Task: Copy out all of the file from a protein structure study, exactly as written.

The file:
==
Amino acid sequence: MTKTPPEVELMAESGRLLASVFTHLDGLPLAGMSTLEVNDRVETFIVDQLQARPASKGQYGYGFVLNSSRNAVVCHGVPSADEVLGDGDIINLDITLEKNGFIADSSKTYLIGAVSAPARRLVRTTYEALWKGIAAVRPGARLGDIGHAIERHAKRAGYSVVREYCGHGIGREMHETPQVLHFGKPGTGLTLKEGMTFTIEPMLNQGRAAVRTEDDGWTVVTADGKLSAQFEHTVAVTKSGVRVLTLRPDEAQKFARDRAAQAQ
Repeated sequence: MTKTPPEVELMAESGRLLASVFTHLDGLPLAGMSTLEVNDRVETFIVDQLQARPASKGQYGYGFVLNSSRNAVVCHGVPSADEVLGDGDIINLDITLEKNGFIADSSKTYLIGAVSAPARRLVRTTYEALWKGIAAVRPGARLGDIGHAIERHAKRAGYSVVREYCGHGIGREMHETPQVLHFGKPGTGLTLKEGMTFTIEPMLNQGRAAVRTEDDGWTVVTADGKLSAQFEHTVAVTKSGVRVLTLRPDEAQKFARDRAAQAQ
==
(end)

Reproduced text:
Amino acid sequence: MTKTPPEVELMAESGRLLASVFTHLDGLPLAGMSTLEVNDRVETFIVDQLQARPASKGQYGYGFVLNSSRNAVVCHGVPSADEVLGDGDIINLDITLEKNGFIADSSKTYLIGAVSAPARRLVRTTYEALWKGIAAVRPGARLGDIGHAIERHAKRAGYSVVREYCGHGIGREMHETPQVLHFGKPGTGLTLKEGMTFTIEPMLNQGRAAVRTEDDGWTVVTADGKLSAQFEHTVAVTKSGVRVLTLRPDEAQKFARDRAAQAQ
Repeated sequence: MTKTPPEVELMAESGRLLASVFTHLDGLPLAGMSTLEVNDRVETFIVDQLQARPASKGQYGYGFVLNSSRNAVVCHGVPSADEVLGDGDIINLDITLEKNGFIADSSKTYLIGAVSAPARRLVRTTYEALWKGIAAVRPGARLGDIGHAIERHAKRAGYSVVREYCGHGIGREMHETPQVLHFGKPGTGLTLKEGMTFTIEPMLNQGRAAVRTEDDGWTVVTADGKLSAQFEHTVAVTKSGVRVLTLRPDEAQKFARDRAAQAQ